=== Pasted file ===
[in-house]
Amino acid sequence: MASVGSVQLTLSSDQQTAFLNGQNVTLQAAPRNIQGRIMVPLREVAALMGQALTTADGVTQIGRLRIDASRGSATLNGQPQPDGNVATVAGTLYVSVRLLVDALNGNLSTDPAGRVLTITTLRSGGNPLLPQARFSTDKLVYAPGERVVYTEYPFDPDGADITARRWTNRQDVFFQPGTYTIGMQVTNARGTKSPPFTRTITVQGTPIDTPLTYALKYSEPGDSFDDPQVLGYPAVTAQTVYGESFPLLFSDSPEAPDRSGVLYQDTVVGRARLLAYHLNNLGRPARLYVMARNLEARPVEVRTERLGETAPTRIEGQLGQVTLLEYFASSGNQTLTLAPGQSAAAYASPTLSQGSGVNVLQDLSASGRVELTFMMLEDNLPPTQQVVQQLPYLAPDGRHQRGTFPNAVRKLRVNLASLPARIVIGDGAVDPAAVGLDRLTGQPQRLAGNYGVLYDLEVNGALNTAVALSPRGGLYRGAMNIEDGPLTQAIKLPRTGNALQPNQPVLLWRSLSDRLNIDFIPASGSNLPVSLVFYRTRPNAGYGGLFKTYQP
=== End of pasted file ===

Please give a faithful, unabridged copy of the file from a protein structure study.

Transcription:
[in-house]
Amino acid sequence: MASVGSVQLTLSSDQQTAFLNGQNVTLQAAPRNIQGRIMVPLREVAALMGQALTTADGVTQIGRLRIDASRGSATLNGQPQPDGNVATVAGTLYVSVRLLVDALNGNLSTDPAGRVLTITTLRSGGNPLLPQARFSTDKLVYAPGERVVYTEYPFDPDGADITARRWTNRQDVFFQPGTYTIGMQVTNARGTKSPPFTRTITVQGTPIDTPLTYALKYSEPGDSFDDPQVLGYPAVTAQTVYGESFPLLFSDSPEAPDRSGVLYQDTVVGRARLLAYHLNNLGRPARLYVMARNLEARPVEVRTERLGETAPTRIEGQLGQVTLLEYFASSGNQTLTLAPGQSAAAYASPTLSQGSGVNVLQDLSASGRVELTFMMLEDNLPPTQQVVQQLPYLAPDGRHQRGTFPNAVRKLRVNLASLPARIVIGDGAVDPAAVGLDRLTGQPQRLAGNYGVLYDLEVNGALNTAVALSPRGGLYRGAMNIEDGPLTQAIKLPRTGNALQPNQPVLLWRSLSDRLNIDFIPASGSNLPVSLVFYRTRPNAGYGGLFKTYQP